How might this happen? Applying oil directly to the skin is incredibly hydrating, and in turn, your skin produces less excess oil. When your skin is producing less oil, there is less oil to clog your pores and make them appear larger. In addition, pores can become enlarged when your skin is dehydrated, so using an oil or even incorporating hyaluronic acid in your routine can help your skin stay hydrated and your pores appear smaller. I personally love borage seed oil for its anti-inflammatory properties, but popular oils such as rosehip, marula, and squalane would all be beneficial.
No piece on pores would be complete without mentioning the inevitable – nothing, and I mean nothing, can actually change the size of your pores (discover more pore myths here). Your pore size is, for the most part, genetically determined, but there are ways to make them appear smaller and that’s a success in my book. Try some of my successes and see what works for you!
Whether you’ve never gotten a facial or you’ve never gotten a good one, here’s what to know before you go for glowing results.
In Korea, getting a facial is not looked at as a luxury or a treatment reserved for special occasions only. Instead, facials are considered an essential part of skin maintenance, and it’s not uncommon to get one every week (of course, the prices are much more reasonable than they are stateside). Thankfully in the U.S., spas like Heyday, where you can get a 50-minute treatment for under $100, are making facials more accessible.
Because for many of us the treatment can still feel like a splurge, we asked Cali Strauhs, a skin therapist at HeyDay’s New York City locations, to share what to know before booking a facial appointment to ensure you get the most out of the experience. Read on below for her pro tips and insight.
A facial should be relaxing and educational.
Your esthetician should guide you towards understanding how to take care of your skin at home, because your home regimen is where the real work happens! I love educating and empowering my clients to understand their skin and body.
To get the most out of your facial, come armed with information about your skin, routine, and even overall health.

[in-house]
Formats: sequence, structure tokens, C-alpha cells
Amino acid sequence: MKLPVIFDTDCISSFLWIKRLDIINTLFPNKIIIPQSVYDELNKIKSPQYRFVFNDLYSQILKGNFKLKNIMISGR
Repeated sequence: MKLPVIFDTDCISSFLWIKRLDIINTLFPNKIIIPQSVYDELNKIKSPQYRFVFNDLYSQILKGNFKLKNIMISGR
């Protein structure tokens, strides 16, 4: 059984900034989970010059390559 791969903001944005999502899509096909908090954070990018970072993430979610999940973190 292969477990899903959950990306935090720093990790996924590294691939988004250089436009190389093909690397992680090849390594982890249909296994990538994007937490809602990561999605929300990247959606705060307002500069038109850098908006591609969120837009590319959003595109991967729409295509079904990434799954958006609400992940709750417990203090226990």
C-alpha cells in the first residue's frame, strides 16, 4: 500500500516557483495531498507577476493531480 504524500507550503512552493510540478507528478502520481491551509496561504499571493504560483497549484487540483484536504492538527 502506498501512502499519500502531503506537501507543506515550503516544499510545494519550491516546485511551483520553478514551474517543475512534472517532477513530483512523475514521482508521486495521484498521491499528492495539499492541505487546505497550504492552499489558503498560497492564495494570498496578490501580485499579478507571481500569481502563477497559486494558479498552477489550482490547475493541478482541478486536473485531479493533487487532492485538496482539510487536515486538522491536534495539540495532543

It’s essential for your esthetician to know the basics. So start with information about if you’re pregnant, breastfeeding, have any skin conditions (even if not on your face), use retinol or if you’re on any topical medications from the derm, or have been on Accutane and when. Sometimes these aren’t obvious and can have big effects on your skin. For example, imbalances in the gut or hormonal imbalances can be a reason for inflammatory acne on the skin.
Also share information about your skin care routine so we can help figure out what may or may not be working. It’s really a matter of understanding what could potentially be the missing link in a client’s routine, or figuring out what they may be over-using in their routine. Sometimes we don’t even need to change a routine, but changing how often they should be using what can make a big difference.
You don’t always have to get extractions.
Every skin type and condition have different needs. For example, sometimes someone may just need a gentle enzyme peel to slough away dead skin cells, to help improve the efficacy of their skin care products. While another client may need to focus on nourishing, repairing, and reducing any inflammation. We also have high frequency and LED light therapy that can kill any bacteria lingering on the skin, so we have lots of options beyond extractions if a client would rather not. We also offer a 30 Minute Facial that is more focused around nourishing and hydration, that does not come with extractions.
It’s normal to experience breakouts and redness post-facial.
This isn’t something that happens regularly, but it can — and is normal. Your skin cells regenerate every 28 days and perhaps you had some bacteria brewing beneath the surface of the skin. I’d recommend skipping exfoliants post-treatment since we probably exfoliated during the facial. I’d also want my clients to load up on anti-inflammatory ingredients to reduce redness and irritations. Lastly – and most importantly – wear SPF!
So to be safe, get one four to six days before a major event.
Though this depends on your skin’s current condition and if you’ve been regularly having facials. It’s always best to call first, so we can come up with the best treatment plan for you. However, we wouldn’t want to do any extractions the week of an event, so if you’re looking for that type of support, I’d recommend starting earlier.
A post-facial glow typically lasts for a few weeks.
Your skin cells regenerate about every 28 days, so I would say I see the post-facial glow in my own skin for the next few weeks, but it’s very based on how you keep up at home, if you continue to get professional treatments monthly, and what lifestyle choices you make.